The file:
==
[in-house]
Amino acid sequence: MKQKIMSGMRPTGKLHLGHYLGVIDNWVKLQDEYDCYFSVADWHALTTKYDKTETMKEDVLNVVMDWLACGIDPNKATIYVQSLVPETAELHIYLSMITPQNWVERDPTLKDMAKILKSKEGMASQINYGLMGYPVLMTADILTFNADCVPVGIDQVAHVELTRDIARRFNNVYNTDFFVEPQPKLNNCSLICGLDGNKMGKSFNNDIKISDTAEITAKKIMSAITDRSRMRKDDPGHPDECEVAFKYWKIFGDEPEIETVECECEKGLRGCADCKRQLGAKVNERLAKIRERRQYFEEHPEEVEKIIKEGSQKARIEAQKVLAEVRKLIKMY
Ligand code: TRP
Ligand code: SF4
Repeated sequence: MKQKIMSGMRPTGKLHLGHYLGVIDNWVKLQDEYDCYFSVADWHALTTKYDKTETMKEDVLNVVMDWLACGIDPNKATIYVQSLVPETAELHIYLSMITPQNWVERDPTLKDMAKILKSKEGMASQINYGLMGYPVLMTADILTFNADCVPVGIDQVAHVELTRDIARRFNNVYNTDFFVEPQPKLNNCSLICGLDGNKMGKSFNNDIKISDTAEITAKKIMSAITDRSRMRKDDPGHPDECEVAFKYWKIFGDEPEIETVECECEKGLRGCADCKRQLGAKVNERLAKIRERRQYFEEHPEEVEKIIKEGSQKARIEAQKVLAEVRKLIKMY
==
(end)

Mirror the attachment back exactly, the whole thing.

[in-house]
Amino acid sequence: MKQKIMSGMRPTGKLHLGHYLGVIDNWVKLQDEYDCYFSVADWHALTTKYDKTETMKEDVLNVVMDWLACGIDPNKATIYVQSLVPETAELHIYLSMITPQNWVERDPTLKDMAKILKSKEGMASQINYGLMGYPVLMTADILTFNADCVPVGIDQVAHVELTRDIARRFNNVYNTDFFVEPQPKLNNCSLICGLDGNKMGKSFNNDIKISDTAEITAKKIMSAITDRSRMRKDDPGHPDECEVAFKYWKIFGDEPEIETVECECEKGLRGCADCKRQLGAKVNERLAKIRERRQYFEEHPEEVEKIIKEGSQKARIEAQKVLAEVRKLIKMY
Ligand code: TRP
Ligand code: SF4
Repeated sequence: MKQKIMSGMRPTGKLHLGHYLGVIDNWVKLQDEYDCYFSVADWHALTTKYDKTETMKEDVLNVVMDWLACGIDPNKATIYVQSLVPETAELHIYLSMITPQNWVERDPTLKDMAKILKSKEGMASQINYGLMGYPVLMTADILTFNADCVPVGIDQVAHVELTRDIARRFNNVYNTDFFVEPQPKLNNCSLICGLDGNKMGKSFNNDIKISDTAEITAKKIMSAITDRSRMRKDDPGHPDECEVAFKYWKIFGDEPEIETVECECEKGLRGCADCKRQLGAKVNERLAKIRERRQYFEEHPEEVEKIIKEGSQKARIEAQKVLAEVRKLIKMY